In 2013, London saw the establishment of one of the world’s first low-waste bars. White Lyan, in the city’s East End, plans its operations around sustainability: reducing wastage, eschewing disposables and focusing on responsibly sourced ingredients. Today, cocktail bartender Ryan Chetiyawardana aka Mr Lyan is considered a pioneer, a name that many in the industry look up to.
Now, Pune’s Rohan Rege, a 26-year-old bartender with Paasha, at the JW Marriot Hotel, is working to promote sustainability in his own way. He swears by online resources like Trash Tiki — which shares ideas on reducing waste — and is realistic about the broad habits of the ever-busy industry.
“In the hospitality industry especially, a lot of waste is generated every day,” he says, explaining how he worked with his team to convince Paasha to eliminate canned juices and syrups, cut down on transportation of ingredients from far away, and reduce plastic packaging.
“We have also stopped using tasting straws entirely,” says Rege, crediting the management of the bar — and of JW Marriott — for these baby steps. “Just one person standing behind the bar to promote sustainability won’t work. So, I brought my whole team into it. The change in mindset, and ideas, came from everybody working at the bar.”
Having said that, it is the bartenders who are at the forefront of the change. As Zachary Abbott, ambassador of Diageo (a British multinational alcoholic beverages company headquartered in London) says, “In any good bar, the management will respect the bartender. It saves the owner money in the long run.”
Abbott sees sustainable bartending as “the number one trend around the world right now. Parts of it are quite simple: keeping an eye on your taps and reducing water usage can help save 20% cost; switching to LED lighting can save 75%.” But reducing costs — and more importantly, your carbon footprint — goes beyond that: the very art of bartending plays a crucial part.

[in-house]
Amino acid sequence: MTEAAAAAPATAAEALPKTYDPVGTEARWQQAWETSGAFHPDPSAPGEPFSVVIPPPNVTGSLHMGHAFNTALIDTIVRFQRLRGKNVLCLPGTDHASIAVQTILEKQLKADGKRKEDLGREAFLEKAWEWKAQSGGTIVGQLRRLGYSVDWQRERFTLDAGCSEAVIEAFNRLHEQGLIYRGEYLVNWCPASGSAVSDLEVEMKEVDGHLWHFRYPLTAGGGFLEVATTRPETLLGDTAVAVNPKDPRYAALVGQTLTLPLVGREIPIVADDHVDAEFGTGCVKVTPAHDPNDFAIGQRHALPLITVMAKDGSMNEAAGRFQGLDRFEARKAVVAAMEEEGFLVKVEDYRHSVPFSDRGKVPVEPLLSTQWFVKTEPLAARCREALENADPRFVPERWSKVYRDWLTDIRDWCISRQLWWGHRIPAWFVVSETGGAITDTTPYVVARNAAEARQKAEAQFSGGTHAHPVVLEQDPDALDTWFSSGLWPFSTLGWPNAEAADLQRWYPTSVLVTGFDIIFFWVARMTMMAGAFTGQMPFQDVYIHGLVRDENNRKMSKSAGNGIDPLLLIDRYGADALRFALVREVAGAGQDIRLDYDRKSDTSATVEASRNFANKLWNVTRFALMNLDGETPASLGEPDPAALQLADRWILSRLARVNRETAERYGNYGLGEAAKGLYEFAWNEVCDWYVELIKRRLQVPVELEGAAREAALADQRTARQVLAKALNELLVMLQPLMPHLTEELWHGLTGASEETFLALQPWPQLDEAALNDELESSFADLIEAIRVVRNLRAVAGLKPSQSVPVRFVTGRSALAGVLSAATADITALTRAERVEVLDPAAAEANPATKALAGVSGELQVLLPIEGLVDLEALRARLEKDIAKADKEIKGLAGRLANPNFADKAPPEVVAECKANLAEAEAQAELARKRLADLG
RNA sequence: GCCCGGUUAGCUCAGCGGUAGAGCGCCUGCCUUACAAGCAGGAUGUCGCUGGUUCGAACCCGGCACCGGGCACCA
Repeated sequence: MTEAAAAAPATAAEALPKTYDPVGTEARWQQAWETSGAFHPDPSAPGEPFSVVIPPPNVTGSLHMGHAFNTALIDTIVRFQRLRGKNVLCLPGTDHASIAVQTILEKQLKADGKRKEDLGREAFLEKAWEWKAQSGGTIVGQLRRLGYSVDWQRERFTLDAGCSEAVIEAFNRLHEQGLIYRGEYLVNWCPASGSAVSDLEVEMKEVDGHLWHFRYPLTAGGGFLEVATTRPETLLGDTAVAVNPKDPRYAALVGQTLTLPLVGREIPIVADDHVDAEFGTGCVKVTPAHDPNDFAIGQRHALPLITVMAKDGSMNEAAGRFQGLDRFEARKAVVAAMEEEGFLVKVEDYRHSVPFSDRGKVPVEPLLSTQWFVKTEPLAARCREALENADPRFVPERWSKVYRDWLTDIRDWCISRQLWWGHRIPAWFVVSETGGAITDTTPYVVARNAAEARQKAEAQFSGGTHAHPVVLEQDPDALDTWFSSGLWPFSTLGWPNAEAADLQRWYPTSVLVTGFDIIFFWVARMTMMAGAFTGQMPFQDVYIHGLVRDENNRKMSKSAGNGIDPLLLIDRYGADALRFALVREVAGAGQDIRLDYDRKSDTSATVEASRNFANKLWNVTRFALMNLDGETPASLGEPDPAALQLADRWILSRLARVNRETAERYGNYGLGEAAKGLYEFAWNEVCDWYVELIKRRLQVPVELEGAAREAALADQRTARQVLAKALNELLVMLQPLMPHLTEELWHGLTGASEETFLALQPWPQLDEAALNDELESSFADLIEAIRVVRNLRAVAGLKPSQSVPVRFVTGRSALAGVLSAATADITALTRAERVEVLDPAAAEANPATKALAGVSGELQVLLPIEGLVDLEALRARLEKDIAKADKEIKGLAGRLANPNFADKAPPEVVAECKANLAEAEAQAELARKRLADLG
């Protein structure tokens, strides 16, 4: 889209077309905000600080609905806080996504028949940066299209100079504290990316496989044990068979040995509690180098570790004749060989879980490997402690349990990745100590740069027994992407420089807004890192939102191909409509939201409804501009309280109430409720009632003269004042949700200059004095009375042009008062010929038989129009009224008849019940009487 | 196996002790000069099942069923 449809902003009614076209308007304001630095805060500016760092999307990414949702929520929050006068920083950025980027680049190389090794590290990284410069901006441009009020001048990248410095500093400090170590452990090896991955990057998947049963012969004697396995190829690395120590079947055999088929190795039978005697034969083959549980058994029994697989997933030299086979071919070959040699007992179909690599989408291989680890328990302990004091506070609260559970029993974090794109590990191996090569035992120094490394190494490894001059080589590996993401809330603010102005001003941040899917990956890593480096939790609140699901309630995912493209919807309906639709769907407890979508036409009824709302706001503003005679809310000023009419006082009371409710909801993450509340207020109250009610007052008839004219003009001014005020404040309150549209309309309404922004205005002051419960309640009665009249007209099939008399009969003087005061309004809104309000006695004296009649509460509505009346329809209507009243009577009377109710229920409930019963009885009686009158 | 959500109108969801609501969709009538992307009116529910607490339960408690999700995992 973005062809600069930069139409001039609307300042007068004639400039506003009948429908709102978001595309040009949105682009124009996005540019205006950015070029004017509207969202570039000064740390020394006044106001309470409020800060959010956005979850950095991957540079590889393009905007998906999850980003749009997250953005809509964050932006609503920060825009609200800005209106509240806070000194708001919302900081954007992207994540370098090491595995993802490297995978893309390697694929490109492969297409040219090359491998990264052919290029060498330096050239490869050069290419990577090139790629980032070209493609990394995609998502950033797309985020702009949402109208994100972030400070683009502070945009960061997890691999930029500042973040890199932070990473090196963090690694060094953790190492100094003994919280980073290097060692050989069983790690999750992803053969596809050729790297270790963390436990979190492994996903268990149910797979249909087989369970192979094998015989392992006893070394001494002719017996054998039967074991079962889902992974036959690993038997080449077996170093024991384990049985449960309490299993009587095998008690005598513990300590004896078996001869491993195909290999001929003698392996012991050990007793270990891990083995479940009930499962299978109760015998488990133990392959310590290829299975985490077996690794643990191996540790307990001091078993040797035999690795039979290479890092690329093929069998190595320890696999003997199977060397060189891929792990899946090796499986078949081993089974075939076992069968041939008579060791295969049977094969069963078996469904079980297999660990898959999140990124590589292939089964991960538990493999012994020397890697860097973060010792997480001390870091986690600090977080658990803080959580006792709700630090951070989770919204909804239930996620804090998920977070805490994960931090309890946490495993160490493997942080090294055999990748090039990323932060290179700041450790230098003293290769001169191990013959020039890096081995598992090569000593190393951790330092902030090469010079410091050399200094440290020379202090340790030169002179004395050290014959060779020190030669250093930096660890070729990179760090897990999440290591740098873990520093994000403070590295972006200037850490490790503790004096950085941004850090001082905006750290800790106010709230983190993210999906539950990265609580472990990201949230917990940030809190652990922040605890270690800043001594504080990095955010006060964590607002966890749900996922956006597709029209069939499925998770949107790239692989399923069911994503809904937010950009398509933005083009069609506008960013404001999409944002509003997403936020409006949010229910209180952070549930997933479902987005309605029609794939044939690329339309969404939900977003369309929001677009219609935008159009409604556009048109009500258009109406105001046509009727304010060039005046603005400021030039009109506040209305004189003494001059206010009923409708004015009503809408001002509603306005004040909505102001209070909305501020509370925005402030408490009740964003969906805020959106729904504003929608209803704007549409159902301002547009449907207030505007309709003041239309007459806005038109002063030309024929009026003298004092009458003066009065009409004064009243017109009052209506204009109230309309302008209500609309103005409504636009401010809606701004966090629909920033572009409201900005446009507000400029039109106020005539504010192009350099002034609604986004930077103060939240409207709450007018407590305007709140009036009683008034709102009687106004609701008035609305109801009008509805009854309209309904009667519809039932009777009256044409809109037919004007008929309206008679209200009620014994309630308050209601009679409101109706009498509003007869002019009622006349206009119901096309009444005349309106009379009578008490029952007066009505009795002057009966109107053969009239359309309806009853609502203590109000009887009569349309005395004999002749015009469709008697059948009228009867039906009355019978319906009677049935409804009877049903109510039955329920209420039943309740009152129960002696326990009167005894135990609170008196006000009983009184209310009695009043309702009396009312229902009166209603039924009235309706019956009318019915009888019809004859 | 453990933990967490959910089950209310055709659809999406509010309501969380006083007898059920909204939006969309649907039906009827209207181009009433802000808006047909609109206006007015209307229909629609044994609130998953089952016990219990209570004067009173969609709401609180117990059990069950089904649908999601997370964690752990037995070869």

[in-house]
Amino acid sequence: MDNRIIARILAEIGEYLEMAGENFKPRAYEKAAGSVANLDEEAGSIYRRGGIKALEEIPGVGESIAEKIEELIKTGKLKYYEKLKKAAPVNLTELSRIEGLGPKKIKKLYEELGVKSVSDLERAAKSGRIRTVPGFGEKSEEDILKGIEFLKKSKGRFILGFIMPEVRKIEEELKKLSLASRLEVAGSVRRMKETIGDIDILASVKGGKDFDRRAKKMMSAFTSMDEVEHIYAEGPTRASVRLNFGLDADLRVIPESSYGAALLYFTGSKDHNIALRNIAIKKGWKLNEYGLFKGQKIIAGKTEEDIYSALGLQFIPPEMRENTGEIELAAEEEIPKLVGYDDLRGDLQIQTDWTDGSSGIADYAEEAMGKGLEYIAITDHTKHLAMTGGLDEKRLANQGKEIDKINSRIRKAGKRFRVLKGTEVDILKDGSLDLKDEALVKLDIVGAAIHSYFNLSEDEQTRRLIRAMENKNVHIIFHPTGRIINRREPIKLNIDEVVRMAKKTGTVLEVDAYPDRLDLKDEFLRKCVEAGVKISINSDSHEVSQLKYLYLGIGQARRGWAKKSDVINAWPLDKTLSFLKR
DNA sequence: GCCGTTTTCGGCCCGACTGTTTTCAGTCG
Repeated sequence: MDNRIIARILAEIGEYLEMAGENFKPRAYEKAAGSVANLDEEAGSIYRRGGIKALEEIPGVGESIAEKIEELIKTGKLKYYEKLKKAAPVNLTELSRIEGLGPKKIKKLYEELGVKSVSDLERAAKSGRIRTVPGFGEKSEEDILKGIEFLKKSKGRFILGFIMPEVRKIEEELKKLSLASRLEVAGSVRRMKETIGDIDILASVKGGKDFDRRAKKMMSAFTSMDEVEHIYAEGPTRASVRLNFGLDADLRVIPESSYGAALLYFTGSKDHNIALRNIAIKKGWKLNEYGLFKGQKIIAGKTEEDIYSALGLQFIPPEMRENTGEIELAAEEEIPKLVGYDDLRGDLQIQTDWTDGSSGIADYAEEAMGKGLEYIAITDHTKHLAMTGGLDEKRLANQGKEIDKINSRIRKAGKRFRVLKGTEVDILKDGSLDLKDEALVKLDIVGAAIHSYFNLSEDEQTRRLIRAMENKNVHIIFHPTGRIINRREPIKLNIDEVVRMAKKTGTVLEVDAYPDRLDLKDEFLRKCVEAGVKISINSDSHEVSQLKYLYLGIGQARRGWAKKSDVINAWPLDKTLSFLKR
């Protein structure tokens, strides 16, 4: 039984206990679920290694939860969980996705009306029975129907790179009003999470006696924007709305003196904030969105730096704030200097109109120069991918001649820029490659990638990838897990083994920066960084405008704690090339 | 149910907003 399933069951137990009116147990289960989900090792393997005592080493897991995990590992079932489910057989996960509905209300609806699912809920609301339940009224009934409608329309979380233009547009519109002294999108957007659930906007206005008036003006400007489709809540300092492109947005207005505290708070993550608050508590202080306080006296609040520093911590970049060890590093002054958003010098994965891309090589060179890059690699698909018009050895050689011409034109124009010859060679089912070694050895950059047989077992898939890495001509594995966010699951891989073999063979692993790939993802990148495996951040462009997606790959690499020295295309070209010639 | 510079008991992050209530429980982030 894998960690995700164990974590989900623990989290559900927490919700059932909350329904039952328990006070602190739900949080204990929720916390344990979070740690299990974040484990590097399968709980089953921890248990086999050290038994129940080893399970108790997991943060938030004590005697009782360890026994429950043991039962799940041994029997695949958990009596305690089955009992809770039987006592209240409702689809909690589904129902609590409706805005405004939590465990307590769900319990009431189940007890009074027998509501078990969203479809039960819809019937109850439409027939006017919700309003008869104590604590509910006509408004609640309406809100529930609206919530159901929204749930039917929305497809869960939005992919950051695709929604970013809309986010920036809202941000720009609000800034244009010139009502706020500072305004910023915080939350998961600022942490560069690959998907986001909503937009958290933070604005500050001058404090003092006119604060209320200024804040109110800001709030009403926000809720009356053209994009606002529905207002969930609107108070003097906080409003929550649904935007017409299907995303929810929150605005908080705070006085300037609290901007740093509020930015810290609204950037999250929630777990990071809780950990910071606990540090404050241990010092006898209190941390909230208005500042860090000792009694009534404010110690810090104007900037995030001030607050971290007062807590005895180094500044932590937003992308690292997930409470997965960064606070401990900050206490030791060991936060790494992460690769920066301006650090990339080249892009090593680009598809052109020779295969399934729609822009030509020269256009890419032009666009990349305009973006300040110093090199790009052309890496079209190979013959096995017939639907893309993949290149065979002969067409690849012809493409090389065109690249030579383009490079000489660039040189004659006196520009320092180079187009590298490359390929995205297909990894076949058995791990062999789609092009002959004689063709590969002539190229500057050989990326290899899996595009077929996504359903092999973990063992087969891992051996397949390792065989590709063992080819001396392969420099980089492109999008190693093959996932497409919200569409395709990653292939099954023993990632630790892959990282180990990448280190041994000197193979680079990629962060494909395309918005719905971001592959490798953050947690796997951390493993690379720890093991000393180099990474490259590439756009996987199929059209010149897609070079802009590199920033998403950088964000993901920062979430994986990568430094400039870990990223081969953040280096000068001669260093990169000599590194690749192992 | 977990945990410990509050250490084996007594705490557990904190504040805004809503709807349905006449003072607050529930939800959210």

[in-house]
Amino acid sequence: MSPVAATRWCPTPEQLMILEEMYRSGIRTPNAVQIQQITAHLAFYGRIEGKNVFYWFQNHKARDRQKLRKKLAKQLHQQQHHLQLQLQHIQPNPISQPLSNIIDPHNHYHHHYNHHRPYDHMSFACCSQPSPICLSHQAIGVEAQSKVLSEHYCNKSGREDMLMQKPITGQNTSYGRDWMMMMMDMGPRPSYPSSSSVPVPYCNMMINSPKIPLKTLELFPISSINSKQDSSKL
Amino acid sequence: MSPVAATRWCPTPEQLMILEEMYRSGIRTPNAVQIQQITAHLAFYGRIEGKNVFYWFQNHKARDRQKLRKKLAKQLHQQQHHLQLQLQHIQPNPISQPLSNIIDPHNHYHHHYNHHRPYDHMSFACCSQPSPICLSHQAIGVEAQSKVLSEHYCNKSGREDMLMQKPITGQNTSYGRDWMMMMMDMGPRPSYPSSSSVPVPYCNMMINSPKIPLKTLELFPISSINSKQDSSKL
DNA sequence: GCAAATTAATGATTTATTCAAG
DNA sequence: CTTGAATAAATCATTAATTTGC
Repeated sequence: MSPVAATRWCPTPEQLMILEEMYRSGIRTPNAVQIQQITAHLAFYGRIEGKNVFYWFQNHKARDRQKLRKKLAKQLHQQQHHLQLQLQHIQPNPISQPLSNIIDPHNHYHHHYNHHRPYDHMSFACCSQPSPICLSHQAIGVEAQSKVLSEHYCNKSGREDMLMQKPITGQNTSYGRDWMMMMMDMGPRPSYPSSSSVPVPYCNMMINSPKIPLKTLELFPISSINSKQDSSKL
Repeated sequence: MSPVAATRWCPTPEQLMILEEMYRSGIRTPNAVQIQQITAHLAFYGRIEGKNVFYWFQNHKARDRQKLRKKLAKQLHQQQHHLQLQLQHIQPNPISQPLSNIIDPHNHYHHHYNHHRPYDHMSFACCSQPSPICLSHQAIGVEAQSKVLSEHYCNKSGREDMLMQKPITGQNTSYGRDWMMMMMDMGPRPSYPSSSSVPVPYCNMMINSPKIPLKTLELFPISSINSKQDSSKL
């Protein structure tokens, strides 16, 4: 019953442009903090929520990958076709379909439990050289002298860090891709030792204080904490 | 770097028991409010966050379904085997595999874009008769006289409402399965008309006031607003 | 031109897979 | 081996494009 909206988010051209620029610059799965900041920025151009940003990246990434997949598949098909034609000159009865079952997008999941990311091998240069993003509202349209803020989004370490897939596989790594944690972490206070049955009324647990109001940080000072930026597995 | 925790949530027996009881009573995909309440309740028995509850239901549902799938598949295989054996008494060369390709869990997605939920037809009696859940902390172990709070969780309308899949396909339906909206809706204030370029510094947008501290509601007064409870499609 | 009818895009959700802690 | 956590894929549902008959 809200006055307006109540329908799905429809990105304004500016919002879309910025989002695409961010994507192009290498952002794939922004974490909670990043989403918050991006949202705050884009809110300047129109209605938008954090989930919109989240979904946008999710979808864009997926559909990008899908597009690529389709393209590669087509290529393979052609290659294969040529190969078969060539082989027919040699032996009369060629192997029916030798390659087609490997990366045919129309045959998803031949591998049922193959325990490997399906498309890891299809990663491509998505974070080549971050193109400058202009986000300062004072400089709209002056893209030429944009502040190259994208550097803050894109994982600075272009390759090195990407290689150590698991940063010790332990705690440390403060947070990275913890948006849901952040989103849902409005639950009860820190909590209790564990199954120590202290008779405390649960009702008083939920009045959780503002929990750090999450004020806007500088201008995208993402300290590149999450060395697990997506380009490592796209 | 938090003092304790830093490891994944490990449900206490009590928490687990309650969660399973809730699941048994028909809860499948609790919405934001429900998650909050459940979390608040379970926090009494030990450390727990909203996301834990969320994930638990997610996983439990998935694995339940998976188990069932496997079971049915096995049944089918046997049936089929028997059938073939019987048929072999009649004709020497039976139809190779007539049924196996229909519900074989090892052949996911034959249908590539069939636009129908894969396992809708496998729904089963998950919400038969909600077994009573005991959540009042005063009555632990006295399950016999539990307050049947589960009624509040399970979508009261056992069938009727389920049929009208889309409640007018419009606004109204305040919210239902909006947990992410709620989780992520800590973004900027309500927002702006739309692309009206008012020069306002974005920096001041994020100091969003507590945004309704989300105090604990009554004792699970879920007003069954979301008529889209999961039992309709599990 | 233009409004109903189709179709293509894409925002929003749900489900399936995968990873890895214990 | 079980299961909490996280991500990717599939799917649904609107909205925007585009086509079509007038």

Jitender Singh Rana, the 25-year-old beverage director of Aallia Hospitality, gives a few examples. “For 500 guests, a bar would use 200 kilograms of ice per night. For that much ice, you would need more than 50 litres of water, and electricity and machinery. Or you could just use chilled ingredients.” While this practice might not eliminate the use of ice completely, it can lower it by a lot, says Rana.
As beverage director, Rana has a say in the operations of Aallia-owned restaurants Arth, A Bar Called Life, Bastian and One Street Over. Each of these is a testament to his green ideas, from bamboo, paper and metal straws to condensed milk tins recycled as cocktail glasses.
And then there are the ingredients themselves. “Orange slices are used in drinks. We put the leftovers to dehydrate every Friday and Saturday, for nearly 60 days. We then use them for garnishing. The stems of mint leaves are also often discarded; but they contain a lot of flavour. We use them to make mint-infused bourbon, for our signature cocktails.”
To reduce their carbon footprint, Rana focusses on using local ingredients, and has changed the recipe of a number of cocktails to meet this ideal. “Bushi mushrooms cocktail usually uses mushrooms indigenous to Latin America and Europe. We use Kashmiri morels instead,” he says, by way of example.
This is the kind of innovation that Abbott also encourages. “At the Basque Culinary Center [an influential gastronomical institute located in Spain], one of the things we teach bartenders is to keep an eye on carbon footprint: use seasonal ingredients, look at transportation, go local,” he stresses. This was also the thrust of Diageo’s World Class global bartending contest this year, which Rana won.
“People are being incredibly inventive right now,” he says, “Plastic straws just have to go, but paper ones get soggy in heavy drinks. So instead, we use lemongrass, which is aromatic as well. Using something edible as a straw is the way to go.”
Innovations aren’t coming only from kitchen and bar. Rana speaks about a colleague who found interesting coasters, in Dharavi. “They were made by shreds of torn plastic, bound together,” he says, “They look great.”